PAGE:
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What Is a Backlink? SEO Basics Explained

Julia McCoy
Wednesday, 10th Apr 2024
what is a backlink

Ever wondered why some websites rank higher than others on Google? A lot of it comes down to one key player in the SEO game: backlinks. So, what is a backlink?

A backlink, also known as an inbound link or incoming link, is a hyperlink on one website that directs users to another website.

Think of each link as a vote of confidence — the more you have, the more credible your site appears to search engines.

This simple yet powerful tool can catapult your site from obscurity into visibility but getting quality ones is where the challenge lies.

In this comprehensive guide, we break down what is a backlink, why it is important in SEO, and how to acquire quality backlinks for your website to boost its search engine ranking.

Table Of Contents:

A backlink is a link created when one website links to another.

Backlinks are important to digital marketing and search engine optimization because they represent a “vote of confidence” from one site to another.

Think of it like a popularity contest. The more votes (or in this case, links) a website gets, the more popular it is in the eyes of search engines like Google.

How Backlinks Work

Backlinks work by directing users from one website to another. When a user clicks on a link on Website A that leads to Website B, Website B receives a backlink from Website A.

Search engines like Google view this backlink as a signal that Website A finds the content on Website B valuable and relevant. The more high-quality backlinks a website has, the more likely it is to rank well in search results.

Illustration from Moz

Not all backlinks are created equal. There are two main types you need to know about:

  1. Dofollow links: These are regular links that pass “link juice” and help improve a page’s search engine rankings. Most links on the web are dofollow.
  2. Nofollow links: These links do not pass “link juice” and do not help a page’s rankings. They are created with a rel=”nofollow” HTML tag. Nofollow links are commonly used in blog comments, forum posts, and paid ads.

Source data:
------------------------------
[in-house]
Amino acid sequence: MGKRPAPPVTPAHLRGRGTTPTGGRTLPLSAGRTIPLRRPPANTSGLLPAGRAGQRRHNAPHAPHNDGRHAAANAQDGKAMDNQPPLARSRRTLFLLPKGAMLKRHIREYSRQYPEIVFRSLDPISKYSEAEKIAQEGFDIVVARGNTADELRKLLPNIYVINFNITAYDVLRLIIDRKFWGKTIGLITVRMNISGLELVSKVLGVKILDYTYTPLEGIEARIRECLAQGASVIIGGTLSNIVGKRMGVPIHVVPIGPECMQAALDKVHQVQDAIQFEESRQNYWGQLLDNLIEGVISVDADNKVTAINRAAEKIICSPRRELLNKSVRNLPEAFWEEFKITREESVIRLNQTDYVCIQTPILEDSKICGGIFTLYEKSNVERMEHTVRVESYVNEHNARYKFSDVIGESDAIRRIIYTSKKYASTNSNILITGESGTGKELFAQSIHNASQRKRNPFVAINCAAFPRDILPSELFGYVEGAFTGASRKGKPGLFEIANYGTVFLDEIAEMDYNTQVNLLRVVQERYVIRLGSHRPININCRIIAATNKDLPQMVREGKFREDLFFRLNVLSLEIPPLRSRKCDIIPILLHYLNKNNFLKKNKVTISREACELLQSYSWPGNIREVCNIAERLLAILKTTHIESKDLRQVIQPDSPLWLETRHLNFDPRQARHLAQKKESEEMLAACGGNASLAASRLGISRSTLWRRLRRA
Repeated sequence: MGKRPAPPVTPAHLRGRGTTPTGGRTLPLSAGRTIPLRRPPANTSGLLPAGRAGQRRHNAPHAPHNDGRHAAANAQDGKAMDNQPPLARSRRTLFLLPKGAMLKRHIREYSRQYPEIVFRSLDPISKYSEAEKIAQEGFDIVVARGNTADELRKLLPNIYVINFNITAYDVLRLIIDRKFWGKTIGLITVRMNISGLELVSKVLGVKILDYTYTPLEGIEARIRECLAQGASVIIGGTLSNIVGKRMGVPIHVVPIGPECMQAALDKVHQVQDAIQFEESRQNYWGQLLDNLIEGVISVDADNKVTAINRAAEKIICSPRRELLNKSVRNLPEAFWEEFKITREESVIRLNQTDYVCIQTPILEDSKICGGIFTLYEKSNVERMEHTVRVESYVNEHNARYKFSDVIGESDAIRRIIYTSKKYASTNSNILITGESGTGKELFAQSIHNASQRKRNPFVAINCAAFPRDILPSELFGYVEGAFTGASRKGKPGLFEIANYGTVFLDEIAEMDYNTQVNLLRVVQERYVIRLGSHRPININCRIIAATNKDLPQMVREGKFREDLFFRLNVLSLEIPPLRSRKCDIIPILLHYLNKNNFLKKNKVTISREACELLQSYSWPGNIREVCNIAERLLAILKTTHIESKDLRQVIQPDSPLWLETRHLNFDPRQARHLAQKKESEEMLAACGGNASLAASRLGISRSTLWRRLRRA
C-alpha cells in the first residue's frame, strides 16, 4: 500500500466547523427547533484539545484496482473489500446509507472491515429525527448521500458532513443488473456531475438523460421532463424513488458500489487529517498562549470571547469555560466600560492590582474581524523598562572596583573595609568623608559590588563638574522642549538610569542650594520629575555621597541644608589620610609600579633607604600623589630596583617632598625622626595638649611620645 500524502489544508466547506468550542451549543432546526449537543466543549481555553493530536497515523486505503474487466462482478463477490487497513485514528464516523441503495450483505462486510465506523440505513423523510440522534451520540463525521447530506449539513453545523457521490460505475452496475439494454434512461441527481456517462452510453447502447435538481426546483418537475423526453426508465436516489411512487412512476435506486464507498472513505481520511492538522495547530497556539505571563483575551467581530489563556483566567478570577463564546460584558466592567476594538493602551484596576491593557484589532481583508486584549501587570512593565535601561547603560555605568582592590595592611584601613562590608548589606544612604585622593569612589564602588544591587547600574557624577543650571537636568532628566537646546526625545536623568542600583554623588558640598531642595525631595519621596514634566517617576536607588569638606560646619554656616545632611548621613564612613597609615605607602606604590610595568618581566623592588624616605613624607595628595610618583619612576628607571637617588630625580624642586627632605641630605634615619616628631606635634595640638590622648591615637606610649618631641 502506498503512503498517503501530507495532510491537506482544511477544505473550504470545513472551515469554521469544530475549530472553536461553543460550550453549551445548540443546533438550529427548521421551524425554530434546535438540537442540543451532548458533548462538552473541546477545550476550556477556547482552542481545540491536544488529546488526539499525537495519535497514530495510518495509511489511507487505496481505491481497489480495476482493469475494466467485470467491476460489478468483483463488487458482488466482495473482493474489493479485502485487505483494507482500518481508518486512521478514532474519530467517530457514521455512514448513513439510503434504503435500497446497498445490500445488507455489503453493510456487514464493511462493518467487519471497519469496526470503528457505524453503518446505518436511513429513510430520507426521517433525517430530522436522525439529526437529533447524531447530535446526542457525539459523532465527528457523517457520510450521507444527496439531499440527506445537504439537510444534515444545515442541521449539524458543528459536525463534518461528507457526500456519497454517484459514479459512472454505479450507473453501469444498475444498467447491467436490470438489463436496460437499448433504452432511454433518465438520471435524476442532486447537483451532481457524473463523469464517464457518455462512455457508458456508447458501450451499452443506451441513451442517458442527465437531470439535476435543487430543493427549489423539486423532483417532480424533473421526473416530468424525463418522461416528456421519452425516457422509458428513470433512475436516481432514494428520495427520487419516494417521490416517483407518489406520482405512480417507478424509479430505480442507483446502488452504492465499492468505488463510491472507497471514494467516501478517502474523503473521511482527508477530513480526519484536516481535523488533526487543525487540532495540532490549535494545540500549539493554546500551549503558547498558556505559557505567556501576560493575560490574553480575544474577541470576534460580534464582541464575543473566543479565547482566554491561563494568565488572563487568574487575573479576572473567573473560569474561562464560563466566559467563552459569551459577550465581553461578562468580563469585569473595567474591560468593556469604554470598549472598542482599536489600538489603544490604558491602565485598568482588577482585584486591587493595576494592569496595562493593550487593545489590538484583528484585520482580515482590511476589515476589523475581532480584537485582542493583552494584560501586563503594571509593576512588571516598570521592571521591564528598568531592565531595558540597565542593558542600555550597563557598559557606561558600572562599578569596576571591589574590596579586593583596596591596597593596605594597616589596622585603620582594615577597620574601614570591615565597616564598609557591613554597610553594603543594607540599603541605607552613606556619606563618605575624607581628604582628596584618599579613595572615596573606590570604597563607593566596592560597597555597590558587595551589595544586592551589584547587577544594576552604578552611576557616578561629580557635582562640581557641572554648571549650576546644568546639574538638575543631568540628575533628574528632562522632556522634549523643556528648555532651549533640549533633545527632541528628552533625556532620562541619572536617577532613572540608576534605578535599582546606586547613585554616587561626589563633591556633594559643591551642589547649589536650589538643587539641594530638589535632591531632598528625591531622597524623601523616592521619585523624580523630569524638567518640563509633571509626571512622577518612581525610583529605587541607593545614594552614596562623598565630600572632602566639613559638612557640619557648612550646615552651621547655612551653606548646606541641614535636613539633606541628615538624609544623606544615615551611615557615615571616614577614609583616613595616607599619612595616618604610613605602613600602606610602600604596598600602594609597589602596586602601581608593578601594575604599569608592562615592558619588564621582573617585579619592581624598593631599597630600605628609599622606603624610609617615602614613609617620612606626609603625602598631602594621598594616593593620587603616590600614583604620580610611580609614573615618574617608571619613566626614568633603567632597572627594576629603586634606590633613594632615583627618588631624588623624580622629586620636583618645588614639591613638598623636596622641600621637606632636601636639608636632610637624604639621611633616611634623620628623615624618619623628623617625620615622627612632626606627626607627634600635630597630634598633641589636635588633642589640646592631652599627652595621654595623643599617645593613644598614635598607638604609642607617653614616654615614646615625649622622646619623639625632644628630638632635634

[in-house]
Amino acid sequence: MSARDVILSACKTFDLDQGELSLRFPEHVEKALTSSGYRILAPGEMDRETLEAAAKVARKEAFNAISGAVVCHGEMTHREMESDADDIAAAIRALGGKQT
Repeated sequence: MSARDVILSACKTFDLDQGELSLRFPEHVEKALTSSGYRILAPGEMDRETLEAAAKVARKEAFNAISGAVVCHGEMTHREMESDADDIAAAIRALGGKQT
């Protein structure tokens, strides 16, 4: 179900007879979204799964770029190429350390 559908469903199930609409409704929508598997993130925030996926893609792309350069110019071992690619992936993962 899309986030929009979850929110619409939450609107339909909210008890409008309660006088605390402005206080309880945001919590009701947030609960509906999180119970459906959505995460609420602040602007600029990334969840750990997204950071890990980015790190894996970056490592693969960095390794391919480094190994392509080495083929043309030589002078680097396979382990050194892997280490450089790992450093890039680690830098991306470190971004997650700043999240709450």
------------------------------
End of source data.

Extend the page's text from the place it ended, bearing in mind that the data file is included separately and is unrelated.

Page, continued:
The key is to focus on building high-quality, relevant dofollow links from authoritative websites in your niche.

Why Are Backlinks Important for SEO?

Backlinks are one of the most important ranking signals for SEO. Google and other major search engines consider backlinks as “votes” for a specific page. Pages with a high number of backlinks tend to have high organic search engine rankings.

A study by Backlinko that analyzed 11.8 million Google search results found that the number of domains linking to a page correlated with rankings more than any other factor.

Backlinks help improve a website’s SEO by:

  • Driving referral traffic from other websites
  • Helping build authority and credibility for a website
  • Improving a page’s PageRank, which is a formula Google uses to measure a page’s importance
  • Helping search engine bots discover new pages on a website

While the importance of backlinks has changed over the years, they remain a crucial ranking factor for search engines.

Google’s algorithms have gotten smarter at identifying and devaluing spammy or low-quality links, but high-quality, relevant backlinks are still a key component of any successful SEO strategy.

Okay, so you know backlinks are important. But how do you analyze them to see how your website stacks up?

First things first, you need a good backlink analysis tool in your arsenal. Some popular options include:

These tools allow you to analyze the backlink profile of any website and gain insights into the types and quality of backlinks pointing to it.

When analyzing backlinks, some key metrics to look at include:

  1. Referring domains: The number of unique domains linking to a page or website.
  2. Domain authority: A score developed by Moz that predicts how well a website will rank on search engines.
  3. Page authority: A score developed by Moz that predicts how well a specific page will rank on search engines.
  4. Anchor text: The clickable text in a hyperlink. Anchor text clues search engines in on a page’s topic.

By analyzing these metrics, you can get a sense of the quantity and quality of backlinks pointing to your website or a specific page.

Competitor Backlink Analysis

Analyzing competitors’ backlinks can provide valuable insights for your own link-building strategy.

By using tools like Ahrefs or Semrush, you can see which websites are linking to your competitors and potentially target those same websites for links. You can also identify your competitors’ most linked-to pages and create similar or better content to attract links.

Alright, now that you know how to analyze backlinks, let’s talk about how to actually build them.